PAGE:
This paper fulfills an identified need to develop a model to test the oft adopted, yet highly risky, method of selecting an athlete to endorse products that do not have an intrinsic link to the sport in which he or she is employed.

Details

Sport, Business and Management: An International Journal, vol. 1 no. 1
Type: Research Article
ISSN: 2042-678X

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Article

Galen T. Trail, Jeffrey D. James, Hyungil Kwon, Dean Anderson and Matthew J. Robinson

– The purpose of this paper is to test Oliver’s two-dimension (fortitude and community/social support) product loyalty framework.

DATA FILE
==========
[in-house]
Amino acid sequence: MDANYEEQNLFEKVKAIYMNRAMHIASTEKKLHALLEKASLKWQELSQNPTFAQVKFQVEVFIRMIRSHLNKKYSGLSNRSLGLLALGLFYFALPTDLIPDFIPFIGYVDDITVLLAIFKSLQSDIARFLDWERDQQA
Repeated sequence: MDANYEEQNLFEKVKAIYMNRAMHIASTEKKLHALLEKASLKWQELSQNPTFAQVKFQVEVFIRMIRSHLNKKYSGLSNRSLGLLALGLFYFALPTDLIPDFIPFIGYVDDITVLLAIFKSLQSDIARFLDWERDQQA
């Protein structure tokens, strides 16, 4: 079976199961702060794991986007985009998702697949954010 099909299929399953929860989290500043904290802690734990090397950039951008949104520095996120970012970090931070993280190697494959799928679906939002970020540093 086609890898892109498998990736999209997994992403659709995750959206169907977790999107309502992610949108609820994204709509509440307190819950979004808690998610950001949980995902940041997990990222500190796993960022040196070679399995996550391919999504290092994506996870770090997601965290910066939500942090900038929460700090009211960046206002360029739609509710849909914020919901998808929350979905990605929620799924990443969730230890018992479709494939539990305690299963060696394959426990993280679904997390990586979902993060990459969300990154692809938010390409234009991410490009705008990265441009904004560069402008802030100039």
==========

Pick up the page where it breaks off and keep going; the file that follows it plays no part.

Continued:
Abstract

Purpose

The purpose of this paper is to test Oliver’s two-dimension (fortitude and community/social support) product loyalty framework.

Design/methodology/approach

Oliver categorized each of the two dimensions into high and low, creating a two-by-two framework: low fortitude and low-community/social support (Product Superiority group); low fortitude and high-community/social support (Village Envelopment group); high fortitude and low-community/social support (Determined Self-isolation group); high fortitude and high-community/social support (Immersed Self-identity group). The paper uses two samples. The sample from Study 1 was season ticket holders (n=199) of a West Coast (USA) Major League Baseball team. Results indicated preliminary support for Oliver’s four groups and good psychometric properties of the fan community scale and the individual fortitude scale (IFS). Study 2 focussed on attendees (n=458) at two East Coast (USA) Major League Baseball venues.

Findings